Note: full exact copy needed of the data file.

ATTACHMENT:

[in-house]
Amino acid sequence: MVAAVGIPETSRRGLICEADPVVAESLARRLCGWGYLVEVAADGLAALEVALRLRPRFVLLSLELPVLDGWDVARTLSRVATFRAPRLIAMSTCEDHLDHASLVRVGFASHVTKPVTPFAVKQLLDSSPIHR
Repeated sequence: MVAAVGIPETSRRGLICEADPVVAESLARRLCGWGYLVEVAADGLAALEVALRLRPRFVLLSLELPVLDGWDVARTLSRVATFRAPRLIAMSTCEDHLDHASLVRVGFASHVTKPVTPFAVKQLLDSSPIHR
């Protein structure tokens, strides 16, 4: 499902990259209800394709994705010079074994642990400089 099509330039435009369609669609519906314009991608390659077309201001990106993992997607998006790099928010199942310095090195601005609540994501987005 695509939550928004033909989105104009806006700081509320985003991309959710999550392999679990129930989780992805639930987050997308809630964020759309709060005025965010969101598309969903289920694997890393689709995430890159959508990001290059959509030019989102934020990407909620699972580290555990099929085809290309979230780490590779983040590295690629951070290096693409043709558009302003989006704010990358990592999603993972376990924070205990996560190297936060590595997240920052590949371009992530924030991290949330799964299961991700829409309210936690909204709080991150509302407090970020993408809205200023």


[in-house]
Amino acid sequence: MVAAVGIPETSRRGLICEADPVVAESLARRLCGWGYLVEVAADGLAALEVALRLRPRFVLLSLELPVLDGWDVARTLSRVATFRAPRLIAMSTCEDHLDHASLVRVGFASHVTKPVTPFAVKQLLDSSPIHR
Repeated sequence: MVAAVGIPETSRRGLICEADPVVAESLARRLCGWGYLVEVAADGLAALEVALRLRPRFVLLSLELPVLDGWDVARTLSRVATFRAPRLIAMSTCEDHLDHASLVRVGFASHVTKPVTPFAVKQLLDSSPIHR
């Protein structure tokens, strides 16, 4: 499902990259209800394709994705010079074994642990400089 099509330039435009369609669609519906314009991608390659077309201001990106993992997607998006790099928010199942310095090195601005609540994501987005 695509939550928004033909989105104009806006700081509320985003991309959710999550392999679990129930989780992805639930987050997308809630964020759309709060005025965010969101598309969903289920694997890393689709995430890159959508990001290059959509030019989102934020990407909620699972580290555990099929085809290309979230780490590779983040590295690629951070290096693409043709558009302003989006704010990358990592999603993972376990924070205990996560190297936060590595997240920052590949371009992530924030991290949330799964299961991700829409309210936690909204709080991150509302407090970020993408809205200023």